It is only after the speech that a member can bring the motion up for debate. Indeed, raising a Point of Order during such a speech would open up the session to debate which would in turn amount to misrepresenting the President as a Member of the Parliament – a gross violation of the Constitution.
The manner in which the “honourable” members conducted themselves was totally uncalled for. Far from being an exercise of a constitutional right, it was actually illegal as it violated properly created and codified law in the Standing Orders. On the same delve, being a House of debate and an honourable one, so to speak, with properly laid-down procedure of presenting petitions, creating and amending law, demonstration and picketing in parliament is actually rightfully subject to limitation; it just falls short of being illegal. While on the same thought, it is also important to point out that the Constitution only contemplates a small cluster of rights and freedoms that cannot be limited. The right to demonstrate is certainly not one of them. Parliament is an important arm of government which carries out very core functions. Opening up the house to ungoverned demonstration would only jeopardise such business while threatening the sovereignty of the citizens as exercised by Parliament – the very existence of an entire country. Such an interpretation constitutes a threat to an open and democratic society. It also falls short of a very sacred rule of human rights interpretation…”one’s rights stop where another’s begin.”
Back to the events of the day, for his actions, Opiyo Wandayi was slapped with a ban from parliament for the remainder of the session, in effect preventing him from attending debate or accessing any parliamentary privileges until “when the National Assembly adjourns at the end of a calendar year or at the expiry of the term of Parliament.” In doing this, the speaker invoked Section 111 which in part states: “If any Member shall refuse to withdraw when required to do so, by or under these Standing Orders, the Speaker or the Chairperson of the Committee as the case may be, having called the attention of the House or Committee to the fact that recourse to force is necessary in order to compel such Member to withdraw, shall order such Member to be removed and such Member shall thereupon without question put be suspended from the service of the House during the remainder of the Session and shall during such suspension, forfeit the right of access to the precincts of Parliament and the Sergeant-at-arms shall take necessary action to enforce the order”.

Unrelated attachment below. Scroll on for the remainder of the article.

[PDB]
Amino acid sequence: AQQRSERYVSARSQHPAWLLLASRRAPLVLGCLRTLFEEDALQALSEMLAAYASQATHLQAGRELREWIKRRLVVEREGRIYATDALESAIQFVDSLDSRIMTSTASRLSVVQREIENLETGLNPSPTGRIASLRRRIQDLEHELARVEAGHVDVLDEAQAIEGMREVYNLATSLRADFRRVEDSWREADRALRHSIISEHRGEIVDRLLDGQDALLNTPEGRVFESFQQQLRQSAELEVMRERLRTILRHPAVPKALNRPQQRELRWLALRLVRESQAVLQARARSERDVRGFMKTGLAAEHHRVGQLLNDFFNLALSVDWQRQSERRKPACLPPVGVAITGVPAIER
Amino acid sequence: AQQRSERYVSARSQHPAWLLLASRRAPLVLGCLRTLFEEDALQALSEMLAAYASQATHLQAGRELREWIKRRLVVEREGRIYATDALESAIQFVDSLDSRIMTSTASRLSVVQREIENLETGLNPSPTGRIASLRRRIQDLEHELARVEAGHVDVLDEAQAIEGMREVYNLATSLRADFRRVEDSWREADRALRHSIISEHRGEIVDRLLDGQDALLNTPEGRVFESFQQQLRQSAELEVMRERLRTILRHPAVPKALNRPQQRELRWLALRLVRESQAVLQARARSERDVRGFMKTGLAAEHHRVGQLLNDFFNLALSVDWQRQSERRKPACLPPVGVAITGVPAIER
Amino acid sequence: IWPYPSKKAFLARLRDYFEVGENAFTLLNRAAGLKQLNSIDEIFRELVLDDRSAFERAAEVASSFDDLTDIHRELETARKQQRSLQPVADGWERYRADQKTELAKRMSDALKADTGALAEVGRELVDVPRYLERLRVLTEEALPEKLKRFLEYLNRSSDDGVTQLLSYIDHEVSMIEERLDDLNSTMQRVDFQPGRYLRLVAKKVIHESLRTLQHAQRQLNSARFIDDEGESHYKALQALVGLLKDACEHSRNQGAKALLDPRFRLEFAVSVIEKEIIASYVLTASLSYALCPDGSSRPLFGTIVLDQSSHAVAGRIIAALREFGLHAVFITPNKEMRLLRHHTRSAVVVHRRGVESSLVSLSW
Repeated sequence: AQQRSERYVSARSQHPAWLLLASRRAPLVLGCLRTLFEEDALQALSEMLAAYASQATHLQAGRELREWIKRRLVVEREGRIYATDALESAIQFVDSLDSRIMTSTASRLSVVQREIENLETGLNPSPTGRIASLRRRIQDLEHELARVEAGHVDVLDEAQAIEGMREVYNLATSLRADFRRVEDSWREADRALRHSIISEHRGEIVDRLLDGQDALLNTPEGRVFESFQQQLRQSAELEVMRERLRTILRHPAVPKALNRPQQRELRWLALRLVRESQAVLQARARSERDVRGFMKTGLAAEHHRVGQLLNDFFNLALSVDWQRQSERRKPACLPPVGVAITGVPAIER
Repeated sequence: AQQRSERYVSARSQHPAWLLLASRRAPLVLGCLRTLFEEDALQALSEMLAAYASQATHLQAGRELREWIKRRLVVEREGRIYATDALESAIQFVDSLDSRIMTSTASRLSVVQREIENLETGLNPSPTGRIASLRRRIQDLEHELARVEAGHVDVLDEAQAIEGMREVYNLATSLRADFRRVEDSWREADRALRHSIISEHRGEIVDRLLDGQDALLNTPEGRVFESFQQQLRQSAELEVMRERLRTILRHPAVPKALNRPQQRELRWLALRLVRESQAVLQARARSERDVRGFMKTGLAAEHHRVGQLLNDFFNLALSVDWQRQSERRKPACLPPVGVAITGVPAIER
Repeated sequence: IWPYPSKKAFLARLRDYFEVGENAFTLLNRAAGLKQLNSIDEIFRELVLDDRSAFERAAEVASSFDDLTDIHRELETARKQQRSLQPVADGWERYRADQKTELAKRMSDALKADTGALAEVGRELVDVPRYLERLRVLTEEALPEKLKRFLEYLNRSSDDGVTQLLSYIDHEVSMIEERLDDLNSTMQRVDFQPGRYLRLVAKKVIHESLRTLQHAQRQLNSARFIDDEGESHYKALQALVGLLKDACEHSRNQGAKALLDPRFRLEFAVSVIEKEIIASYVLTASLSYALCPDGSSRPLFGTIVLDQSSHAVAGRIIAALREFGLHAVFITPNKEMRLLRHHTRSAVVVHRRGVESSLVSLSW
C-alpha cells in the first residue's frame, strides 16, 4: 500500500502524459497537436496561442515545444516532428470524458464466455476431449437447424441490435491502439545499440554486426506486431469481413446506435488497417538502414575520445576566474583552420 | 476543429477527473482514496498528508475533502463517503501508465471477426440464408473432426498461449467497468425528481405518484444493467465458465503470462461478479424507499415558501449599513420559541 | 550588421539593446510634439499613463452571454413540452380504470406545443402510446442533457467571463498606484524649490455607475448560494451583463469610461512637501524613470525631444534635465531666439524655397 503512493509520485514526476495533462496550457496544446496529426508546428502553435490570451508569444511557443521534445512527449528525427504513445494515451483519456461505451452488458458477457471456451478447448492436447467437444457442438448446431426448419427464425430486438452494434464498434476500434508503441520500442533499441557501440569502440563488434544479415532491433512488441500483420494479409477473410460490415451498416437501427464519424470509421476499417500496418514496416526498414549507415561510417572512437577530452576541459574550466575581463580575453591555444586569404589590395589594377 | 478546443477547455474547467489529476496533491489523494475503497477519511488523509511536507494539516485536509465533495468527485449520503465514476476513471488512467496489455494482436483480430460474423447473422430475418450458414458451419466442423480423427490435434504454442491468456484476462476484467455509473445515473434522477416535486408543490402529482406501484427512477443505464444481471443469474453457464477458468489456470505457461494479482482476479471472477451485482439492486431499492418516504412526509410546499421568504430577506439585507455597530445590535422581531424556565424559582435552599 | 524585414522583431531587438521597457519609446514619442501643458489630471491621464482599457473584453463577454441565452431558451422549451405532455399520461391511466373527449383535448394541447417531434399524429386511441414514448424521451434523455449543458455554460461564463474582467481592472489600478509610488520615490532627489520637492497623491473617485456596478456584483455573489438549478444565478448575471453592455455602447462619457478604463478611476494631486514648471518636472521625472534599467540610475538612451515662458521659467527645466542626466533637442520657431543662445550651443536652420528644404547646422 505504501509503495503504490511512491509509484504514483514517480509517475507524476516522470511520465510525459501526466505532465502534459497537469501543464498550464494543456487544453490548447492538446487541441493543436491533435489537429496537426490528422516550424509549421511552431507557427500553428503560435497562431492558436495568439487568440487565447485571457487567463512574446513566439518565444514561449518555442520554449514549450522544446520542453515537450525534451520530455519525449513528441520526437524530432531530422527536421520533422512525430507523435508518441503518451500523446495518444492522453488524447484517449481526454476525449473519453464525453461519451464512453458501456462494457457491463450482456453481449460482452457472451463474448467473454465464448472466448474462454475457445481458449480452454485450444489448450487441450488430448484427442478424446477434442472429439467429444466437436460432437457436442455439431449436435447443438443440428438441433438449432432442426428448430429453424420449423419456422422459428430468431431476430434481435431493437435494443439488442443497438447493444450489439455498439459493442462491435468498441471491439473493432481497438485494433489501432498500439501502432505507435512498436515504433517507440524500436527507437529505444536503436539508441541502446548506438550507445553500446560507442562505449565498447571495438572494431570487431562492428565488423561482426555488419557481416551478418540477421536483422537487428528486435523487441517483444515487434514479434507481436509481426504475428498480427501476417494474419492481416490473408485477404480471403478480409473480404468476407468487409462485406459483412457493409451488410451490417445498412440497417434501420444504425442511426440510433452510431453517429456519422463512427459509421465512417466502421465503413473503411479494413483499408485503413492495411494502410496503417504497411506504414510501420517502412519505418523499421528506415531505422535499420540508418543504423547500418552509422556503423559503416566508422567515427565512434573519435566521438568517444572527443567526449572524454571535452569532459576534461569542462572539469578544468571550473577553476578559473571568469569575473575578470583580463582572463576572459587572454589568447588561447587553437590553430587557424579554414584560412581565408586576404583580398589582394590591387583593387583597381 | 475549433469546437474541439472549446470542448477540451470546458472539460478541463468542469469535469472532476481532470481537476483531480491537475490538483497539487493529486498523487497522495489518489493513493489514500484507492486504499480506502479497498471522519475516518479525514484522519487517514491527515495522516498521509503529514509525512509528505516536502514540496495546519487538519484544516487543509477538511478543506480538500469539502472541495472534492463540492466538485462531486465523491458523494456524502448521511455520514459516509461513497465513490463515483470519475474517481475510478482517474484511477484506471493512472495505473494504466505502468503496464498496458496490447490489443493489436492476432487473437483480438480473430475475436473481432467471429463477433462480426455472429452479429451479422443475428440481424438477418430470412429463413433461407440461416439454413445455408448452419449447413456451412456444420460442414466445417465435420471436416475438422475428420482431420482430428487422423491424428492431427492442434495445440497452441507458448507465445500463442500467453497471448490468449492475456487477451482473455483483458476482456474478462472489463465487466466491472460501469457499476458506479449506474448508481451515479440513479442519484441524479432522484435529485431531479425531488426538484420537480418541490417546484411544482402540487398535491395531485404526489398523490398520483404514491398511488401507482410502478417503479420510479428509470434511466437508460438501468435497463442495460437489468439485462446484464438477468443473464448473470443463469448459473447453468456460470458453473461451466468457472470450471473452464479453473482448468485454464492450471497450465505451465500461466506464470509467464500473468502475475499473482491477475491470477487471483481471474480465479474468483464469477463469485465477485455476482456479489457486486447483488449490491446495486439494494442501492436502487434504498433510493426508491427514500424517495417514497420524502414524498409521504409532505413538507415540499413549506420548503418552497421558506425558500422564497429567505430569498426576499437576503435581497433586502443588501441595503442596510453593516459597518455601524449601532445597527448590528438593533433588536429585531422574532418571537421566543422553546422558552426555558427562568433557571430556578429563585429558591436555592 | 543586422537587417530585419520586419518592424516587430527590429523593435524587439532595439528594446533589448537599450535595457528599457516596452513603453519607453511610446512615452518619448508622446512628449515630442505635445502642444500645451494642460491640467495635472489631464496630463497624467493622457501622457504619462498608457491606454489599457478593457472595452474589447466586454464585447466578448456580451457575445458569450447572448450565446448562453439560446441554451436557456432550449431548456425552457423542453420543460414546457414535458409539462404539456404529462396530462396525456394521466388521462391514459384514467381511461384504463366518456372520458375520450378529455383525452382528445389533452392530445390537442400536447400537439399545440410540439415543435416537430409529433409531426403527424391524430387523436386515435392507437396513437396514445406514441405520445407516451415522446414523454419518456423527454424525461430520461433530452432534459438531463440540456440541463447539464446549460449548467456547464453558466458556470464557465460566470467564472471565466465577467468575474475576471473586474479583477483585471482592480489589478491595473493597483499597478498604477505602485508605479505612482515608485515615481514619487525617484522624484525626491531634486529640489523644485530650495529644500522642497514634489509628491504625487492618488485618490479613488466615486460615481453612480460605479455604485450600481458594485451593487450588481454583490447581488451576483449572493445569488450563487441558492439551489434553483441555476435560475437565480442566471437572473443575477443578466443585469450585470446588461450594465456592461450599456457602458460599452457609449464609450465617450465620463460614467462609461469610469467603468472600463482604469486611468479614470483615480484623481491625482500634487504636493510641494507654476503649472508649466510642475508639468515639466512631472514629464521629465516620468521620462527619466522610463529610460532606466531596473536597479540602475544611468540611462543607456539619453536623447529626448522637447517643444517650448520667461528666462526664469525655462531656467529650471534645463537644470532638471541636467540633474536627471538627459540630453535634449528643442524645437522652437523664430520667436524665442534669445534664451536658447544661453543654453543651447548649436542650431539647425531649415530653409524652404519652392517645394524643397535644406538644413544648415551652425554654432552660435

In as far as Wandayi’s expulsion denies his constituents representation for the lengthy period he will be away, the Opposition has expressed its desire move to court seeking that Section 111 be declared unconstitutional and the speaker’s decision be reversed. While it is true that the constituents of Unguja will be denied representation for some time, it is not entirely true that the absence of representation will be a permanent fixture. The Constitution, together with Elections Act, contemplates situations where a serving member may not be fit for representative duties and provides avenues through which such a member may be replaced.
According to Section 44 of the Elections Act, dissatisfied constituents can always collect signatures and petition the High Court to allow for the conclusion of impeachment proceedings. The modicums of carrying out such impeachment may be rather cumbersome themselves, bringing into question their constitutionality, yet they remain a means nevertheless. In Wandayi’s case, any such petition would be justiciable courtesy of the fact that it happens 24 months after his election and 1 year prior to the next elections. As regards grounds, a gross and consistent violation of parliamentary procedure can reasonably be construed to be a violation of Chapter Six, leaving him susceptible to impeachment. Similarly, Wandayi would still lose his seat as suspension would automatically translate to him failing to attend 8 consecutive parliamentary sittings without the Speaker’s permission. Simply, the law contemplates situations where a constituency could be without representation and the occurrence of such situations does not automatically mean their unconstitutionality.